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Digital Visual Studies

Visual Research

Visual Research

The first research focus is set on computer vision’s potential contribution to the history of art and architecture. As the photographic collection of the BHMPI is currently being digitized a a fast rate, and a massive number of art-related research data is being pooled by several partnering institutions (see 3.3), new methodologies will be developed to read, order, and represent art historical visual material. Supervised and semi-supervised machine learning will be possible thanks to the high-quality metadata of existing visual records, automatically predicting metadata for the new unlabeled images – whilst unsupervised methods will also be useful to organize and search the image-datasets through elements not present in the metadata (style, iconography, gesture). These will combine a number of existing techniques, applied to different material (face recognition, style recognition, gesture recognition, sketch-based image retrieval) with new problems in computer vision (architectural pattern recognition, artistic attribute detection). Further annotations will be collected during users’ and scholars’ employment of these prototype systems, improving the quality of both the underlying data and – through online machine learning – future models: such a mechanism necessitates the rapid technology transfer of subsequent computer vision prototypes to the BHMPI’s online photo archive interface. As well as defining new problems in computer vision, the annotations created in such a process can be offered to the computer vision and pattern recognition community, providing new machine learning databases and baselines for relevant computer science research communities, such as ECCV-VISART and ACM Expressive.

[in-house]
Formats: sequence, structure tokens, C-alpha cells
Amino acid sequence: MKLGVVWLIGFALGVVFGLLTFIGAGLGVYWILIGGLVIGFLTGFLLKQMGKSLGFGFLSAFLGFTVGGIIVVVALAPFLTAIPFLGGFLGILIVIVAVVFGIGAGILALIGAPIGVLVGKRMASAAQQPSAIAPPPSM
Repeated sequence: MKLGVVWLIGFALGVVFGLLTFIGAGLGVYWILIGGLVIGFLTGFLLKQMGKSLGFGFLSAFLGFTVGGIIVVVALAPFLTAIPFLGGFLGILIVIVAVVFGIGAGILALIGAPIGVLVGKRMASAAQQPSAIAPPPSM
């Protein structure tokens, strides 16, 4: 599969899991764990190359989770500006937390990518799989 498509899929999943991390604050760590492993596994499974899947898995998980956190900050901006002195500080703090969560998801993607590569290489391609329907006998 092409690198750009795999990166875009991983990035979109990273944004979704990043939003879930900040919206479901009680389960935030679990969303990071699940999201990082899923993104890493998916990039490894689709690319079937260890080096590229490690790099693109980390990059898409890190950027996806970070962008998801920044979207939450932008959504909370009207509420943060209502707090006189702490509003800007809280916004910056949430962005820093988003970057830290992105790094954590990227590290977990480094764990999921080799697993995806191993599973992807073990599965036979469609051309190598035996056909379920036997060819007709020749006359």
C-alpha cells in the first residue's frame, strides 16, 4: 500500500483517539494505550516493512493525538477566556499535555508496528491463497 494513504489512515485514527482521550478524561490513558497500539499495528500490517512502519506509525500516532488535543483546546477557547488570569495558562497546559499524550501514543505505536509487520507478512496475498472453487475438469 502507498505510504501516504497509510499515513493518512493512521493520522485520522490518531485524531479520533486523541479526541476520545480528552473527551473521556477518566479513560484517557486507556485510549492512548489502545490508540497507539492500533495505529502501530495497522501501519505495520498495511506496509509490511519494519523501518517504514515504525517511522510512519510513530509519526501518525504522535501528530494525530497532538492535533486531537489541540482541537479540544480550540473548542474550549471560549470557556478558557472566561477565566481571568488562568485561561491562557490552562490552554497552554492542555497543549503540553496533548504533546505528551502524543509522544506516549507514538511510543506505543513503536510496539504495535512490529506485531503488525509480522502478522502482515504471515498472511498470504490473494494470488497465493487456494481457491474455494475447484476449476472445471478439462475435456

Examples for possible research topics include:


  • face recognition and social network analysis of people’s representation in photographs or other visual media;
  • automatic cataloging and ordering of photographic collections based on individual hand-written metadata as to reconstruct the history of collections;
  • developing machine learning for visual similarity as to test theories and study practices of visual comparison in scholarly publications;
  • automatic movement categorization and correlation for performing art, video art and cinema as to extract and structure information from moving images, enabling new types of comparative analysis;
  • embedding of textual, audio and visual information in digital representations, and the study of cross-correlations between textual and visual content;
  • automatic semantic classification and /annotation of 2D and 3D elements using machine learning and textual resources;
  • spatialization of textual and visual information within 2D and 3D representations;
  • digital reconstructions of light, color, acoustics and other sensory phenomena, and computational analysis of these reconstructions
  • critique of digital approaches for the classification and operationalization of visual information.